Stroke/CVA/TIA

 

History:

 

  • Previous CVA/TIA
  • Previous cardiac/vascular surgery
  • Associated diseases
  • Diabetes
  • Hypertension
  • CAD
  • Atrial fibrillation
  • Medications (blood thinners)
  • History of trauma

 

Significant Findings:

 

  • Altered mental status
  • Weakness/paralysis
  • Blindness or other sensory loss
  • Aphasia/dysarthria
  • Syncope
  • Vertigo/dizziness
  • Vomiting
  • Headache
  • Seizures
  • Respiratory pattern change
  • Hypertension/hypotension

 

Differential:

 

  • Altered mental status
  • TIA
  • Seizure
  • Hypoglycemia
  • Tumor
  • Trauma
  • Todd’s paralysis
  • Stroke
  • Thrombotic or Embolic (~85%)
  • Hemorrhagic (~15%)
  • Dialysis/renal failure

 

Perform both Glasgow Coma Scale and Cincinnati Stroke Scale on patients who present with signs/symptoms of stroke.

 

Treatment:

 

 

 

  • Oxygen

 

 

 

  • 12-Lead EKG
  • Obtain BGL
  • Notify the receiving facility as soon as possible of the Stroke Alert

 

 

 

  • Initiate IV
  • establish 2nd IV enroute if time permits

 

 

Acute Stroke (< 4.5 hrs.)

 

  • Yes

 

 

 

  • Draw labs if transporting to GMH and time permits

 

Major Stroke (Altered LOC)

 

  • Yes

 

 

 

  • Consider Rapid Sequence Intubation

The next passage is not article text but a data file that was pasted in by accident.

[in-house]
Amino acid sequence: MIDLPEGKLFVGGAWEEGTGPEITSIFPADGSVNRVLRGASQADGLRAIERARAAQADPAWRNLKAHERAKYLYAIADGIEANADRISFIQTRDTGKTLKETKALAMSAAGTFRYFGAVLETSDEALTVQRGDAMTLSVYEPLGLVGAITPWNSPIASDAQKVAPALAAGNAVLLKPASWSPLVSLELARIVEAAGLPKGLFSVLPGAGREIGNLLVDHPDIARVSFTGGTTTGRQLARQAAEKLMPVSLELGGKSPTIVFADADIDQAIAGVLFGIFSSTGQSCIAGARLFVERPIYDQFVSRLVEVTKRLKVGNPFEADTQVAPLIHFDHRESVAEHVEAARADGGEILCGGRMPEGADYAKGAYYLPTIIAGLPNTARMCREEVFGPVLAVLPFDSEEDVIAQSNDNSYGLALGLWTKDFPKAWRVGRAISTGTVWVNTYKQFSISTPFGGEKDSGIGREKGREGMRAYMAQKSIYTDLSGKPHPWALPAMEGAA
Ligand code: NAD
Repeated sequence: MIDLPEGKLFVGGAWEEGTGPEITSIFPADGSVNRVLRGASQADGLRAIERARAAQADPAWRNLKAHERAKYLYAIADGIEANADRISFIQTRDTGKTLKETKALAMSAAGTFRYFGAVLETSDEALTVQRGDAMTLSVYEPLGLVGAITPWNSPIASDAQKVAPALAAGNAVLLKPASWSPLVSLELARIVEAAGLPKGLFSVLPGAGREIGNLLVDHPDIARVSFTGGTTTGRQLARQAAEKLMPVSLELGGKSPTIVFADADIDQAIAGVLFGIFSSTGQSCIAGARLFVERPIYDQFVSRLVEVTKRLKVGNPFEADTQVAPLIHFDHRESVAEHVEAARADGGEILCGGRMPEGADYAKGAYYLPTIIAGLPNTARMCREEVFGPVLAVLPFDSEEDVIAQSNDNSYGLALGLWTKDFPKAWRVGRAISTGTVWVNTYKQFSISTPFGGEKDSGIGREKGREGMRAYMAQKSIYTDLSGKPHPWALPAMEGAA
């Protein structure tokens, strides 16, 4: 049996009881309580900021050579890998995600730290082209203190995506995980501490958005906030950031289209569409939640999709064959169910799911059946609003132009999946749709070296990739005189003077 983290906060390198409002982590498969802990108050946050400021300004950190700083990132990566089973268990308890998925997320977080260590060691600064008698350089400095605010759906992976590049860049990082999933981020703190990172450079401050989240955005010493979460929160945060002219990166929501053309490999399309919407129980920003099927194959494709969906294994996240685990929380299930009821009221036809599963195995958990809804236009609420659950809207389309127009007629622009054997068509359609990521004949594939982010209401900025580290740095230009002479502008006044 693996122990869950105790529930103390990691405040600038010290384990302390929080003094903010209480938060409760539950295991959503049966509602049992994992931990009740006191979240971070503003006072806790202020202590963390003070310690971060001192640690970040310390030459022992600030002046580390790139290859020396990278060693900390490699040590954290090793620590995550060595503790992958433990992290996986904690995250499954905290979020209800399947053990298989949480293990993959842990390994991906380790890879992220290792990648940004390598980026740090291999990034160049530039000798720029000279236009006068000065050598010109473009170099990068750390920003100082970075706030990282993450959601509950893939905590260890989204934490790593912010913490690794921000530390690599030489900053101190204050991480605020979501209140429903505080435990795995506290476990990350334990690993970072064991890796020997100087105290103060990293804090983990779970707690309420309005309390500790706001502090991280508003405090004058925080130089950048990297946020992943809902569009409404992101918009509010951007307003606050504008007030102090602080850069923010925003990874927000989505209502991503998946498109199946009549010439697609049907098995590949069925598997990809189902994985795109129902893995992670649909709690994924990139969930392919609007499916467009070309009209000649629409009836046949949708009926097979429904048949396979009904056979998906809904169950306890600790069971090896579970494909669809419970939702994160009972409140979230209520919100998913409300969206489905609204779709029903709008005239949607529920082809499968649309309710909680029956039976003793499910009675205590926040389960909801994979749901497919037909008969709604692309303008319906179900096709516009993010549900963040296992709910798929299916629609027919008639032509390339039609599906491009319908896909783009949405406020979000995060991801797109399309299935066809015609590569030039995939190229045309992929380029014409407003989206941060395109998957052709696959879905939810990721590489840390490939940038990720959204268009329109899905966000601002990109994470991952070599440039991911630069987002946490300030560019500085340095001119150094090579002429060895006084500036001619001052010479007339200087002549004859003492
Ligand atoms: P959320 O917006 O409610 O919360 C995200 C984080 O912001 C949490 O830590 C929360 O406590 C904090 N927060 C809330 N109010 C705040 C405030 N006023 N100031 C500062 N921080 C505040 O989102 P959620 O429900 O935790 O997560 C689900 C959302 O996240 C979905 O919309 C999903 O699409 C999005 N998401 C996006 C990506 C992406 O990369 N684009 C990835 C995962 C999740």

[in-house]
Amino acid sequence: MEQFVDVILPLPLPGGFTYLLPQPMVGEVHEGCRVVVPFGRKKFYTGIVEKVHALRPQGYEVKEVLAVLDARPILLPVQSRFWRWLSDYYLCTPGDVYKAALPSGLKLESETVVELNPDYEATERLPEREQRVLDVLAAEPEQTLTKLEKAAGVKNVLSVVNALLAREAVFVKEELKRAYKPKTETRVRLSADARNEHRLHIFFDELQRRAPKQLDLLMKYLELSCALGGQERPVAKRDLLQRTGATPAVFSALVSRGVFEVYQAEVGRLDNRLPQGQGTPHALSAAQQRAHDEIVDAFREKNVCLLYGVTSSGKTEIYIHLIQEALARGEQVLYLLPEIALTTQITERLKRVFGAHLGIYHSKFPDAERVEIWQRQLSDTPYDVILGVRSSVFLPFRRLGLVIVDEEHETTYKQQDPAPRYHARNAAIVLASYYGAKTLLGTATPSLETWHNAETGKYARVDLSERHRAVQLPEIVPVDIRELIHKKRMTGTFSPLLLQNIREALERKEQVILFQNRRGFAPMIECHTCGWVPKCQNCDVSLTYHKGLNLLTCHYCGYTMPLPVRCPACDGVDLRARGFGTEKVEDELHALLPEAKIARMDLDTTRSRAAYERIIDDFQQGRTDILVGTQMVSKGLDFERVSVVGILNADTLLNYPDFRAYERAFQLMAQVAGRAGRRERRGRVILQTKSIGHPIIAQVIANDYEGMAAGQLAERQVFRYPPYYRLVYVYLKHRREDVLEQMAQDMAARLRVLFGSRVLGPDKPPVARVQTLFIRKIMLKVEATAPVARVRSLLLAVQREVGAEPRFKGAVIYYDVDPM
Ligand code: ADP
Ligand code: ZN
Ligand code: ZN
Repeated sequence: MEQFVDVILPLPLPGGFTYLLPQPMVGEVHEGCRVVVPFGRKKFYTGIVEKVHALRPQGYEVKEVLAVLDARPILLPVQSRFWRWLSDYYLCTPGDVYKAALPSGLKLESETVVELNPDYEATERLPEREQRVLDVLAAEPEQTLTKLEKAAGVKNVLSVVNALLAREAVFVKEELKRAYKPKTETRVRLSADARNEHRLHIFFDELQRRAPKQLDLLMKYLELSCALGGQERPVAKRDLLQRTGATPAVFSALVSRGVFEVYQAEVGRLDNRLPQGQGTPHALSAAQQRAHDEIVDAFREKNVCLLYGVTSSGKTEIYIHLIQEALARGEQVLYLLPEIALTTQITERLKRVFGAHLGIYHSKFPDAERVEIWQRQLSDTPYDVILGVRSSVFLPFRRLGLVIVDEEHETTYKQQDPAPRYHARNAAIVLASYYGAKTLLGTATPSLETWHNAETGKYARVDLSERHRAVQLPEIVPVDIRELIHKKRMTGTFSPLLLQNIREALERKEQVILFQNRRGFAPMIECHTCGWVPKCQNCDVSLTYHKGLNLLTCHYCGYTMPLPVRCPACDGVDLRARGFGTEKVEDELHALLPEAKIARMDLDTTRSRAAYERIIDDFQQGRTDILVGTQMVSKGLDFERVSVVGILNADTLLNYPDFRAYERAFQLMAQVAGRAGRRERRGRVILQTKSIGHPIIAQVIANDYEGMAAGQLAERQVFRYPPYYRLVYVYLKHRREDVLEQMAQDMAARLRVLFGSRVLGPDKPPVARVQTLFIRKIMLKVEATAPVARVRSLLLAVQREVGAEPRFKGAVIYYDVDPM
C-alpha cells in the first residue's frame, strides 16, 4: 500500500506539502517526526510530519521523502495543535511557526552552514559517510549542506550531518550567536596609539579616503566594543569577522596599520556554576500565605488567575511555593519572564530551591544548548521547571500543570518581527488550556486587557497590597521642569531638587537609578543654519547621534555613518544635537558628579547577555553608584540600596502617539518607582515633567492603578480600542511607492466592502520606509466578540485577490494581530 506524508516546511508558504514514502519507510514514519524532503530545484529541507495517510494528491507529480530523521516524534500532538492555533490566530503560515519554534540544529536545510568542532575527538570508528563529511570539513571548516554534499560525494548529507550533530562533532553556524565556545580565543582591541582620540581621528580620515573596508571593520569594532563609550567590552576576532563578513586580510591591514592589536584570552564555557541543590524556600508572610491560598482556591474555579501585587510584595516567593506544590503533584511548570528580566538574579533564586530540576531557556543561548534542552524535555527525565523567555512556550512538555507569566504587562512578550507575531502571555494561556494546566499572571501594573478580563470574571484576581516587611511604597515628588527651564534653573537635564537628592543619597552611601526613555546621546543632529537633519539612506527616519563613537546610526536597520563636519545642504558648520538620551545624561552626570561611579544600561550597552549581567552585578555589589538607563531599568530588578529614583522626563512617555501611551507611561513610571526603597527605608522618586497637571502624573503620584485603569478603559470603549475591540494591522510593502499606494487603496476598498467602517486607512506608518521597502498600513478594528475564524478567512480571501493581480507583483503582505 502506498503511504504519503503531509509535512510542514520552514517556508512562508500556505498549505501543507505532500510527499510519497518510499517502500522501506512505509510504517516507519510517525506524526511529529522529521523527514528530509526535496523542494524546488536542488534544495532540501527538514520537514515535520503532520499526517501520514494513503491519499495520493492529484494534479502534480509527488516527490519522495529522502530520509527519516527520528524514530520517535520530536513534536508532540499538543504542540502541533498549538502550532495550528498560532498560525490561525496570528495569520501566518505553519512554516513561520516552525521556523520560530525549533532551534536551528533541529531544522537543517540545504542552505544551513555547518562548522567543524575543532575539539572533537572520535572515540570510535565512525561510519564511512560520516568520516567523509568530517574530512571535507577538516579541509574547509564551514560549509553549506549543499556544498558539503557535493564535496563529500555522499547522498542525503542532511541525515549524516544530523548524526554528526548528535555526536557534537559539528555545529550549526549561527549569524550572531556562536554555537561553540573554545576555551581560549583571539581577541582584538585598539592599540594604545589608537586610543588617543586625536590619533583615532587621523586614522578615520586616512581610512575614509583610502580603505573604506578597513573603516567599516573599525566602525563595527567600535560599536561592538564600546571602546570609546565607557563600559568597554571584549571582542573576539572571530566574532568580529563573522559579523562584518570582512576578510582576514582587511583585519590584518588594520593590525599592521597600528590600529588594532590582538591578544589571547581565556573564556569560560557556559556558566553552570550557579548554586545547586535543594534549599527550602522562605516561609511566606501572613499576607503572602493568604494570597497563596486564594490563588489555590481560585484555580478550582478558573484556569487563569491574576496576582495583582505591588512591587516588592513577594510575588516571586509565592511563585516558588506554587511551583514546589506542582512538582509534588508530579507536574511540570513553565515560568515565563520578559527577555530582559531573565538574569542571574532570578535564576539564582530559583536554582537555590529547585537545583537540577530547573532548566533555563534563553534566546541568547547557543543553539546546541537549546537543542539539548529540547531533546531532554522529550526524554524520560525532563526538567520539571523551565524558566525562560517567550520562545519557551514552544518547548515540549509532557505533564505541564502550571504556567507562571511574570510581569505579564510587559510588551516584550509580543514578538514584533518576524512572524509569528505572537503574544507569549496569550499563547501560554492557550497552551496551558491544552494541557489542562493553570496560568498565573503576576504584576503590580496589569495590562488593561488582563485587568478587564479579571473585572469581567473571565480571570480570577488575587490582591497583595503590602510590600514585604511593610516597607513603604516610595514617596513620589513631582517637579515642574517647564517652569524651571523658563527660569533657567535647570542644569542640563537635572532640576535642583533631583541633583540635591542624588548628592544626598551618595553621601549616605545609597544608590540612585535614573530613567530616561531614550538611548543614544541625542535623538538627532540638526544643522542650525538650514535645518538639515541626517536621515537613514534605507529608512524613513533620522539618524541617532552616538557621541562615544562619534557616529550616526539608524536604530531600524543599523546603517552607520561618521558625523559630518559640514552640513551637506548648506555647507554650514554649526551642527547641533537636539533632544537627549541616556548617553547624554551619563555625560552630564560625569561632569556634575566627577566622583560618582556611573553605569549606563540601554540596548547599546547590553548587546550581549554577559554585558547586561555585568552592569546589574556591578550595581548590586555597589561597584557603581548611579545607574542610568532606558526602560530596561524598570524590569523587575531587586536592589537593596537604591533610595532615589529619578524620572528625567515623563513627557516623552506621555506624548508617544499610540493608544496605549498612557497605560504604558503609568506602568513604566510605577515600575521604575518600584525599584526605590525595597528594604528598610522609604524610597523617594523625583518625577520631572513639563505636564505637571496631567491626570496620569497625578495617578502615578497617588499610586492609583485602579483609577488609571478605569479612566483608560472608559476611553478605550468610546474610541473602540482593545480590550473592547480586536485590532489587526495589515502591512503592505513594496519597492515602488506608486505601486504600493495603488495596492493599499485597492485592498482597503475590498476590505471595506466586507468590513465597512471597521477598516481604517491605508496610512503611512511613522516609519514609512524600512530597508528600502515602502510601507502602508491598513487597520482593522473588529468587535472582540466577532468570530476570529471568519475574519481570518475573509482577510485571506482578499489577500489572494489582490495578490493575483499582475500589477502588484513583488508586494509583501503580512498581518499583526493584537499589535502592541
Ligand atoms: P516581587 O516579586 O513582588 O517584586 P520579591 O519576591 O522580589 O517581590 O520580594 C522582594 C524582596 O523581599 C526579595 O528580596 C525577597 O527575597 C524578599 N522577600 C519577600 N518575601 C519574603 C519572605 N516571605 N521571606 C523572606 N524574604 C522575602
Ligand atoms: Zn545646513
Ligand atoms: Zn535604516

• Notify receiving facility or contact Medical Control

 

PEARLS:

 

  • Acute Stroke involves onset of symptoms <4 1/2 hours.
  • Major Stroke involves patient with an altered level of consciousness.
  • All patients with new signs and symptoms of a stroke regardless of time onset are to be transported to a cardiac/stroke center
    • Greenville Memorial Medical Center or
    • St. Francis Hospital Downtown or
    • St. Franics Hospital Eastside.
  • Minimize scene time to 15 minutes.
  • Onset of symptoms is defined as the last witnessed time the patient was symptom free (i.e., awakening with stroke symptoms would be defined as an onset time of the previous night when patient was symptom free).
  • The differential listed on the Altered Mental Status Protocol should also be considered.
  • Elevated blood pressure is commonly present with stroke.
  • Be alert for airway problems (i.e., swallowing difficulty, vomiting, aspiration).
  • Hypoglycemia can present as a localized neurologic deficit, especially in the elderly.
  • Document the stroke screen results in the patient care report (PCR).
  • Document the 12-Lead EKG as a procedure in the PCR.
  • Todd's Paralysis is focal weakness in a part of the body after a seizure. This weakness typically affects appendages and is localized to either the left or right side of the body. It may also affect speech, eye position (gaze), or vision.  It usually subsides completely within 48 hours.
  • Transport to appropriate stroke center.

NREMR

National Registry Emergency Medical Responder

NREMT

National Registry Emergency Medical Technician

NREMT-I

National Registry EMT-Intermediate

NREMT-I

National Registry EMT-Intermediate

NRP

National Registry Paramedic